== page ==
Ecosytem components of the Processor ‘Shakti’:
For different sections of the market, Shakti envisions a family of processors catering to each. These are classified as the –base processors, multi core processors and experimental processor.
- Base processors– These are classified into the E Class, C Class and the I Class. The E Class is the embedded class processor built around 3-stage in-order core and is aimed atlow power and low compute applications.
The C Class is a controller class of processors aimed at midrange application workloads and it’s core is highly optimized.
The I Class is performance oriented and has features like multi-threading, out of order execution, aggressive branch prediction,non-blocking caches, and deep pipeline stages.
- Multi-core processors– These are classified into the M class, H Class, and S Class. The S Class supports a maximum core count of 32 and is aimed at Enterprise and Workstation server workloads.
The M Class is a mobile class processor and has a maximum of 8 cores, the cores are a combination of C and I class cores, i.e. of the base processors.
It usually uses a core complex of 2 or 4 cores that requires an L2 cache. L3 caches, though are optional and expected to be used only in the desktop type applications.
The H Class is known to use optional L4 caches and an optimized memory hierarchy. These cores are a combination of C or I class processors.
- Experimental processors– These include the variants of base class processors and are generally experimental in nature.
It includes the T class and the F class. The T Class processors are a variant of the C class and these explore the tag based ISAs for object level security.
It aims at supporting both the coarse and fine grain tags and coarse grain tags are to be used to realize micro-VM like functionality.
The F class processors are the fault tolerant versions of the base processors with features like redundant compute blocks( like DMR and TMR), temporal redundancy modules , lock step core configurations and fault localization circuits, redundant bus fabrics and ECC for critical memory blocks.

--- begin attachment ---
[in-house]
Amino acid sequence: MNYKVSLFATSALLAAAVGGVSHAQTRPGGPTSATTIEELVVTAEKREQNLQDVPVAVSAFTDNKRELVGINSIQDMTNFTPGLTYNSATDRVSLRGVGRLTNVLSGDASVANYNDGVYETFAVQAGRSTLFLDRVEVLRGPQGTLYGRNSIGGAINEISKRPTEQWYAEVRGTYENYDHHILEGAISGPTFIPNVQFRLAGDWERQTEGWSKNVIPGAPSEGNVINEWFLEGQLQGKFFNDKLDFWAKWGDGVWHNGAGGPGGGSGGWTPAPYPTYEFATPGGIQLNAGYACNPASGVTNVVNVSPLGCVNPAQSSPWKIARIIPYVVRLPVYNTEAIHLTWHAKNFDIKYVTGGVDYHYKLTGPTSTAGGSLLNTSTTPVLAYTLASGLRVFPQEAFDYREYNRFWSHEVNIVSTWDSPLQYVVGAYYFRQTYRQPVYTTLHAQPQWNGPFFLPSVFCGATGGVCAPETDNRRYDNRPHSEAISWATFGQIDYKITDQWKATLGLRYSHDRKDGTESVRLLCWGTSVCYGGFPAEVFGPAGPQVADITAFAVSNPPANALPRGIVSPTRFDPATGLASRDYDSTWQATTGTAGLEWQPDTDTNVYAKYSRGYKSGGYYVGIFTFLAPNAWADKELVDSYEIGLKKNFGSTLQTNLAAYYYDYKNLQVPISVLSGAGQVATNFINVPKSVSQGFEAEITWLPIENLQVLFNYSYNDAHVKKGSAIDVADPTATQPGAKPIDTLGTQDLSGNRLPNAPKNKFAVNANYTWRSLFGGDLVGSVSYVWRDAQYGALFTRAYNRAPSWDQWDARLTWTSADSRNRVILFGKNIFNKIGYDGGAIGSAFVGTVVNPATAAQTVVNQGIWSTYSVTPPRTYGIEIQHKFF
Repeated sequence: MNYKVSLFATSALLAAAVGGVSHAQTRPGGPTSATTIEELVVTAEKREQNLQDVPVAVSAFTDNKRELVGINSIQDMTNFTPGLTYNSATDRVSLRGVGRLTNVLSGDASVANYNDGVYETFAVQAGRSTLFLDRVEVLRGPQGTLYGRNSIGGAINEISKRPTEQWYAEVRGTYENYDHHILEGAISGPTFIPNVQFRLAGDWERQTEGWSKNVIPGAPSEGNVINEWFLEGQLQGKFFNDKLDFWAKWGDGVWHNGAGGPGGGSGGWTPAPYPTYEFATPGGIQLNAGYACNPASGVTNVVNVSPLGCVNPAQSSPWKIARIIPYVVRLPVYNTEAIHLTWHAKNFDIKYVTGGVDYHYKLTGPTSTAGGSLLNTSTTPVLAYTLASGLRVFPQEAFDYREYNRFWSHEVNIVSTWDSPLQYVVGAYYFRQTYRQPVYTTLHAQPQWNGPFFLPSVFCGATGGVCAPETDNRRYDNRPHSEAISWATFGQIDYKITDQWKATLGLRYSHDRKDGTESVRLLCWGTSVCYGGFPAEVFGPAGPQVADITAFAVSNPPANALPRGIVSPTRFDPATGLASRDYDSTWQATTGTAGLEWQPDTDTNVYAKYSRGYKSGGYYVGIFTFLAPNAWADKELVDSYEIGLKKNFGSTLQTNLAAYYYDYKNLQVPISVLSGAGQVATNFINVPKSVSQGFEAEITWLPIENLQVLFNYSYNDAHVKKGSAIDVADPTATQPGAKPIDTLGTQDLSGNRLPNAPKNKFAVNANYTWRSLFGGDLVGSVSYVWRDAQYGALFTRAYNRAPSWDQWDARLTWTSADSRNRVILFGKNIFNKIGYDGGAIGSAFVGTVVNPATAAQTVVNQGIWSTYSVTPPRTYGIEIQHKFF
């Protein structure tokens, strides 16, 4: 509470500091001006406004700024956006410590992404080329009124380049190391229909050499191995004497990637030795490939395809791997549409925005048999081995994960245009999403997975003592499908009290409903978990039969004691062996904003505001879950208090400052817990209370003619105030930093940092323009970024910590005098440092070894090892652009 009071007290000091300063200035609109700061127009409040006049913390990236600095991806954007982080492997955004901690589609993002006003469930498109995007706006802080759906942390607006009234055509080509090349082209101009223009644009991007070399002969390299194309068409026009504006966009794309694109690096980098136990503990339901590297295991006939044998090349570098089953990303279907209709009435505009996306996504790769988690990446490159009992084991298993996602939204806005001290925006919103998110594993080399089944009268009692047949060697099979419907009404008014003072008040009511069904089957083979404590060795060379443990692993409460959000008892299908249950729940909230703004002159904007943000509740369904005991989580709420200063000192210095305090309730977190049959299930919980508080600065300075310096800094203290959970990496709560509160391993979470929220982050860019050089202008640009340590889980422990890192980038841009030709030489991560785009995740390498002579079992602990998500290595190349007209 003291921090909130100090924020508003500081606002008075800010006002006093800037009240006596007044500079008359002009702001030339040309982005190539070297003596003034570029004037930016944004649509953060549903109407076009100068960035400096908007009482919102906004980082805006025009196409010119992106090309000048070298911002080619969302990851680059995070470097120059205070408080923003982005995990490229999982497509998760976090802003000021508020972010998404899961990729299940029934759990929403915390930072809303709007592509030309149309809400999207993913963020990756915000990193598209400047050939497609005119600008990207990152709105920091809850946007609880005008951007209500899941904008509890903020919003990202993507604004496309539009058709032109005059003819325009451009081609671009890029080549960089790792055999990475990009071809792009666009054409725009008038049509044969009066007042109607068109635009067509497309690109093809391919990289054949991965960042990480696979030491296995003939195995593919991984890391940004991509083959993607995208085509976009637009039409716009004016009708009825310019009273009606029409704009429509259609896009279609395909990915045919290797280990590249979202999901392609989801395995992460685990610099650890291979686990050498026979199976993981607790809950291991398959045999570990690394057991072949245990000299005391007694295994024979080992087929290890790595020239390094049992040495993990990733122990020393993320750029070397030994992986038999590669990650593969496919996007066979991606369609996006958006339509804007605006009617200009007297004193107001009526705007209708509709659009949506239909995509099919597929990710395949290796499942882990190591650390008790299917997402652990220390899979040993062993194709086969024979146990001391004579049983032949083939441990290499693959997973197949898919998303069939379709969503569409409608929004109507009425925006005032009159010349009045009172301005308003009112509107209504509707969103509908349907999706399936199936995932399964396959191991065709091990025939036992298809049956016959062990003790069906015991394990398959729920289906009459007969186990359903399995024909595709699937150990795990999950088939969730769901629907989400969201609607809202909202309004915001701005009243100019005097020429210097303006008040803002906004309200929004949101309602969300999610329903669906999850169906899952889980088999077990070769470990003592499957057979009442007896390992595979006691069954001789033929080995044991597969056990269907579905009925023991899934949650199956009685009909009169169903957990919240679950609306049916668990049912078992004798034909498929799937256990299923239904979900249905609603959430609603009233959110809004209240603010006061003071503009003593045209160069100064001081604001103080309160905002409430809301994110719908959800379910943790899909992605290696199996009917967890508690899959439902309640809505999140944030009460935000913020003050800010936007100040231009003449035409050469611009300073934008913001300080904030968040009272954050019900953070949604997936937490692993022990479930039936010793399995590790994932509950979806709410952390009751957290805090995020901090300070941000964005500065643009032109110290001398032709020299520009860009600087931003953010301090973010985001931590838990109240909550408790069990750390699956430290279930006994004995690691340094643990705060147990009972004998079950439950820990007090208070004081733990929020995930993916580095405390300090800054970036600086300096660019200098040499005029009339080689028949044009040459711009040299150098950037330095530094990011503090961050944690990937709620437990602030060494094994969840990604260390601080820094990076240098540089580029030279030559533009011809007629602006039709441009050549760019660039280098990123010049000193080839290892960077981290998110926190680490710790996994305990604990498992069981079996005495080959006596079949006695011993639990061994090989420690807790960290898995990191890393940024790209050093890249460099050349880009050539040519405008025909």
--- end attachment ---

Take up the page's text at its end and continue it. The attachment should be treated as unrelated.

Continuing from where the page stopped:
They are also major parts of the ASIL-D solutions and autonomous vehicle compute blocks.
What the Team Behind Shakti says?
The team behind Shakti says that they will also develop reference SoCs for each class of processors and these will serve as the exemplars for that family of processors. The primary focus of the team, however, is architecture research.
These SoCs are aimed to be released in competition to their counterparts released in the market in areas of power and performance.
Extensive works are also going on along with partners to develop a base VLSI flow ( front and back end) for a large part of the ecosystem. (source shakti.org.in)
Mr. Madhusudhan, the project coordinator also says that he is quite confident of starting a new trend that will help India grow leaps and bounds in areas related to design and CPU architects.
He says,” I have no idea how successful we will be, and I frankly do not care. What we will achieve ( and have to some extent already ) is – create a critical mass of CPU architects in India- create a concept to fab eco-system in India for designing any class of CPUs- add a good dose of practical CPU design know- how into the engineering curriculum- become one of the top 5 CPU arch labs around.”(via fossbytes.com)